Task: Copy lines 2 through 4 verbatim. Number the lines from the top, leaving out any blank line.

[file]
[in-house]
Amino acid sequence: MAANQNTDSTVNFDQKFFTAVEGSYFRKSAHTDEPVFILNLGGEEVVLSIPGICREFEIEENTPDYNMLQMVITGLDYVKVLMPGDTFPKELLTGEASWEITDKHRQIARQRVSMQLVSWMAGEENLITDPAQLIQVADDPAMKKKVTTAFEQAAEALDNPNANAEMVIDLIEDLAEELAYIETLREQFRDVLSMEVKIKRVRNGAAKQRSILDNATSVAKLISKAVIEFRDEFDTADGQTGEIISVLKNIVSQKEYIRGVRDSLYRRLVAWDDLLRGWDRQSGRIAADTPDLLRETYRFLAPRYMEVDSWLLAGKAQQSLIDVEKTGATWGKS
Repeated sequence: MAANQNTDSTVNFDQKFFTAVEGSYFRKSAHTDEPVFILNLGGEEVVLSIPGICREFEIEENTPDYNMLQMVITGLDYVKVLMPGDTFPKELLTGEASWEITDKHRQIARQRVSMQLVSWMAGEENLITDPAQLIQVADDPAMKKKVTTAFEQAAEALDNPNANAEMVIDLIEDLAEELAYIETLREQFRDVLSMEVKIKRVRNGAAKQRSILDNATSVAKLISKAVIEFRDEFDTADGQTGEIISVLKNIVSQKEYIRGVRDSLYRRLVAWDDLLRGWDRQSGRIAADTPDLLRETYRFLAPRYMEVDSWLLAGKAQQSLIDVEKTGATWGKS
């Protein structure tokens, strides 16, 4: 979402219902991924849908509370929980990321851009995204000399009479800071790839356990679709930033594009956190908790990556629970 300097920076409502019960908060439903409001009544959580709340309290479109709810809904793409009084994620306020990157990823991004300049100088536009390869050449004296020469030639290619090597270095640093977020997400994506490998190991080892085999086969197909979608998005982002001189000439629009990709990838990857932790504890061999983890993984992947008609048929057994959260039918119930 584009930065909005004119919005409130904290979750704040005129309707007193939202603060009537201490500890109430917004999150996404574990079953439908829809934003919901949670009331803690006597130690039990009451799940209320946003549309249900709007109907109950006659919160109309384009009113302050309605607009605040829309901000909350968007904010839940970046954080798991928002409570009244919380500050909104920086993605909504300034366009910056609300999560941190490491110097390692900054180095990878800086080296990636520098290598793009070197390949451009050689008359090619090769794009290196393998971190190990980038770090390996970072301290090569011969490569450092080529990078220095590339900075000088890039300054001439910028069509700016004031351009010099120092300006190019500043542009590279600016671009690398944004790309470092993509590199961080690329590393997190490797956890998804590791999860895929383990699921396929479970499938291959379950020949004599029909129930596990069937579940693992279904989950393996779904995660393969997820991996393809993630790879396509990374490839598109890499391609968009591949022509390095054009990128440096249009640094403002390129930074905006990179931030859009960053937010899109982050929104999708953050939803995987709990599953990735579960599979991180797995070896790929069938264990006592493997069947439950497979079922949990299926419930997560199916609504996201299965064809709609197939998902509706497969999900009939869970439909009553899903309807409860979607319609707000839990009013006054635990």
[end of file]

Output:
Amino acid sequence: MAANQNTDSTVNFDQKFFTAVEGSYFRKSAHTDEPVFILNLGGEEVVLSIPGICREFEIEENTPDYNMLQMVITGLDYVKVLMPGDTFPKELLTGEASWEITDKHRQIARQRVSMQLVSWMAGEENLITDPAQLIQVADDPAMKKKVTTAFEQAAEALDNPNANAEMVIDLIEDLAEELAYIETLREQFRDVLSMEVKIKRVRNGAAKQRSILDNATSVAKLISKAVIEFRDEFDTADGQTGEIISVLKNIVSQKEYIRGVRDSLYRRLVAWDDLLRGWDRQSGRIAADTPDLLRETYRFLAPRYMEVDSWLLAGKAQQSLIDVEKTGATWGKS
Repeated sequence: MAANQNTDSTVNFDQKFFTAVEGSYFRKSAHTDEPVFILNLGGEEVVLSIPGICREFEIEENTPDYNMLQMVITGLDYVKVLMPGDTFPKELLTGEASWEITDKHRQIARQRVSMQLVSWMAGEENLITDPAQLIQVADDPAMKKKVTTAFEQAAEALDNPNANAEMVIDLIEDLAEELAYIETLREQFRDVLSMEVKIKRVRNGAAKQRSILDNATSVAKLISKAVIEFRDEFDTADGQTGEIISVLKNIVSQKEYIRGVRDSLYRRLVAWDDLLRGWDRQSGRIAADTPDLLRETYRFLAPRYMEVDSWLLAGKAQQSLIDVEKTGATWGKS
């Protein structure tokens, strides 16, 4: 979402219902991924849908509370929980990321851009995204000399009479800071790839356990679709930033594009956190908790990556629970 300097920076409502019960908060439903409001009544959580709340309290479109709810809904793409009084994620306020990157990823991004300049100088536009390869050449004296020469030639290619090597270095640093977020997400994506490998190991080892085999086969197909979608998005982002001189000439629009990709990838990857932790504890061999983890993984992947008609048929057994959260039918119930 584009930065909005004119919005409130904290979750704040005129309707007193939202603060009537201490500890109430917004999150996404574990079953439908829809934003919901949670009331803690006597130690039990009451799940209320946003549309249900709007109907109950006659919160109309384009009113302050309605607009605040829309901000909350968007904010839940970046954080798991928002409570009244919380500050909104920086993605909504300034366009910056609300999560941190490491110097390692900054180095990878800086080296990636520098290598793009070197390949451009050689008359090619090769794009290196393998971190190990980038770090390996970072301290090569011969490569450092080529990078220095590339900075000088890039300054001439910028069509700016004031351009010099120092300006190019500043542009590279600016671009690398944004790309470092993509590199961080690329590393997190490797956890998804590791999860895929383990699921396929479970499938291959379950020949004599029909129930596990069937579940693992279904989950393996779904995660393969997820991996393809993630790879396509990374490839598109890499391609968009591949022509390095054009990128440096249009640094403002390129930074905006990179931030859009960053937010899109982050929104999708953050939803995987709990599953990735579960599979991180797995070896790929069938264990006592493997069947439950497979079922949990299926419930997560199916609504996201299965064809709609197939998902509706497969999900009939869970439909009553899903309807409860979607319609707000839990009013006054635990």